Here via Miss D, who said:
I’d really like to talk about the depiction of sex workers in fantasy literature. As a sex worker I often find it alienating and upsetting.
This article is a pretty good rant about the treatment of sex workers in sci-fi and fantasy. It’s worth a look to get a handle on some of the reasons why so many depictions of sex work in made-up worlds fill people with squick.
The only fantasy literature I’ve read recently which depicts sex work is George R.R. Martin’s A Song of Ice and Fire series. Let’s just put it out there that George R.R. Martin is, as far as is known, a cisgender straight White guy. While in and of itself nothing remarkable, when examining the dynamics of his works, the fact that he’s on the more privileged side of gender, race, and sexuality is worth mentioning.
That said, let’s look at how he portrays sex work in his series (feel free to cheat by watching Game of Thrones).
The two most prominent sex worker characters in ASOIAF thus far are Roz and Shae. I’m going to be honest and say that I find Martin’s prose to be . . . let’s say laborious, thus me skimming for the most part until I get to the parts and characters I like. So if there’s another character who’s a sex worker, feel free to fill in whatever gaps I leave.
As I recall, Roz and Shae are:
And just in case you didn’t hear, they’re prostitutes.
What’s wrong with this? Well, because that’s pretty much how they’re defined. They’re not interesting, well-rounded women who make a living at a particular trade. Their entire identities are centered around them exchanging sexual favors for money.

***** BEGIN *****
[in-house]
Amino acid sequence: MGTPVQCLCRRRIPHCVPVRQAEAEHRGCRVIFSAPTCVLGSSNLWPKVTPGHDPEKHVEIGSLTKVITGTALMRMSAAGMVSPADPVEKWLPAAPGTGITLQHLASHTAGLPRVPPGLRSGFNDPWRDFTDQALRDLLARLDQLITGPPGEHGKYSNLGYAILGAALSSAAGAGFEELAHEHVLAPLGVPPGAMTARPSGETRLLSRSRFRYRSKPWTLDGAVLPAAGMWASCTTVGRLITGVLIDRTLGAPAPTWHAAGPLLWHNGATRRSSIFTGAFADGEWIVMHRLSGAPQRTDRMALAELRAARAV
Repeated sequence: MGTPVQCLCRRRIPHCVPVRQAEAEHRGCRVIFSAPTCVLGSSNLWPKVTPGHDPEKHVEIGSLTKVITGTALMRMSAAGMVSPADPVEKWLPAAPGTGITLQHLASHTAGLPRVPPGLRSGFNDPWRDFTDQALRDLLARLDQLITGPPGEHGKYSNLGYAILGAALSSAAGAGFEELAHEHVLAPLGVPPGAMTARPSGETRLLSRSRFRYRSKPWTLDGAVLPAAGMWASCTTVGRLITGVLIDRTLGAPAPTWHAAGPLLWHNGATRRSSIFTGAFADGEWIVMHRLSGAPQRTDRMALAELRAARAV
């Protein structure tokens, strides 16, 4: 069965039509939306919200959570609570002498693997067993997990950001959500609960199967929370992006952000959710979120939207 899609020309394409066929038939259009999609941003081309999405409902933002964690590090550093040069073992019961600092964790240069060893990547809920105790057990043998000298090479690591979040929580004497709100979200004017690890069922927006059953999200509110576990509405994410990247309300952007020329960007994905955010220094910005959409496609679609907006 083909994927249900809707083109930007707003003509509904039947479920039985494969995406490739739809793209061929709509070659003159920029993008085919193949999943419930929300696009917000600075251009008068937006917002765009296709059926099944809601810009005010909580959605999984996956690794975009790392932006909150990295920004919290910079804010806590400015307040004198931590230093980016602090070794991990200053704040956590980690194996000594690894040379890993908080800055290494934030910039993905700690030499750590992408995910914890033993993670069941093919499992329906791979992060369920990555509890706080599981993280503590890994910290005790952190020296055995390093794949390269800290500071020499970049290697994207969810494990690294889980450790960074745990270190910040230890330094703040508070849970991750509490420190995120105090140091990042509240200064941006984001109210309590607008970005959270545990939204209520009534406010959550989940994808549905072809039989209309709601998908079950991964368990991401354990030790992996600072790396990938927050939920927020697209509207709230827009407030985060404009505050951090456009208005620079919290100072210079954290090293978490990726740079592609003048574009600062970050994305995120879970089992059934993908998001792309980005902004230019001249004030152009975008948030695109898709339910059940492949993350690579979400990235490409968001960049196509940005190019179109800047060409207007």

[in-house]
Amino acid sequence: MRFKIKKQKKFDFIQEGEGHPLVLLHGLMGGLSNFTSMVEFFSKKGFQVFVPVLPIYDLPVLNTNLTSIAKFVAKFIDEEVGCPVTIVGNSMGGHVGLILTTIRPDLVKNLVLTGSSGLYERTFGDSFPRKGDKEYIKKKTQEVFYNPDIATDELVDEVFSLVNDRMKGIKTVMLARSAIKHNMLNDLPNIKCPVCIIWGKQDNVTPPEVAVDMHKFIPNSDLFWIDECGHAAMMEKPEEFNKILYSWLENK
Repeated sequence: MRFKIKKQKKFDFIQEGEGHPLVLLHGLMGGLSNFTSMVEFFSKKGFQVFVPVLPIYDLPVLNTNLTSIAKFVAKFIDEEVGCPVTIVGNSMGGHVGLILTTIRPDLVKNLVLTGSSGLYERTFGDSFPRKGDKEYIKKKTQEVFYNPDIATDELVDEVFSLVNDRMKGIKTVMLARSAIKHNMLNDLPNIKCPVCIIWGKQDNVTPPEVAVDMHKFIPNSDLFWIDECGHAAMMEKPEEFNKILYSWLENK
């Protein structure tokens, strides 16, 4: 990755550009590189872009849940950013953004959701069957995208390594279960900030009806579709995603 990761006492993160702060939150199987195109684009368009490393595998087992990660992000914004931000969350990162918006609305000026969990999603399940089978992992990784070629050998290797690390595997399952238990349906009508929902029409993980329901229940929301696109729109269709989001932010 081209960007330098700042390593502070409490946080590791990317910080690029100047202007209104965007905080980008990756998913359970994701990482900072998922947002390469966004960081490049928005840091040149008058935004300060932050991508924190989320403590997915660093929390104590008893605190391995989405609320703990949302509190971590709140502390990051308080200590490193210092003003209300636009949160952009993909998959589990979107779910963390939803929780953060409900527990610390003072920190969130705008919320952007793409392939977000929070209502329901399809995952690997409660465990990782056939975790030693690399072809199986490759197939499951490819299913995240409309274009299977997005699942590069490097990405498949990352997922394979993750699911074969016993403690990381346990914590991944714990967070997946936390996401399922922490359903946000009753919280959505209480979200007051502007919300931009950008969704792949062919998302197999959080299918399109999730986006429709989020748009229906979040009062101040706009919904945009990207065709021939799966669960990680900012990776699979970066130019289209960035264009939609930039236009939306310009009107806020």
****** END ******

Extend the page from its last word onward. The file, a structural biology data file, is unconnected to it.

What do they like to do besides have sex with their clients? Don’t know. Why are they pursuing this trade despite the risks (namely pregnancy and STIs, since there are apparently no condoms or birth control pills in Westeros)? No idea. Who is important to them other than their clients? No idea. Everything about these women – their likes and dislikes, their hopes and dreams, their important relationships, everything that makes a person a person – centers around them getting paid for sexual favors.
Sex work is ubiquitous in Westeros. Besides these two named sex workers (can’t call them characters since they have no inner lives beyond what their clients want of them), there are a lot more who are nameless sex workers differentiated only by hair color and skin tone. Y’know, like Barbie dolls!
I don’t think I need to explain why this is completely fucked up.
Yes, yes, grimdark fantasy, oldest profession, blah blah blah. But doesn’t it make you wonder why sex workers are presented as empty vessels for their clients’ desires? Doesn’t it make you wonder why you rarely see sex workers as three-dimensional human beings who just do a job? Doesn’t it make you wonder about the text’s attitudes towards gender and sexuality?
Does it make you wonder? If so, what does it make you wonder?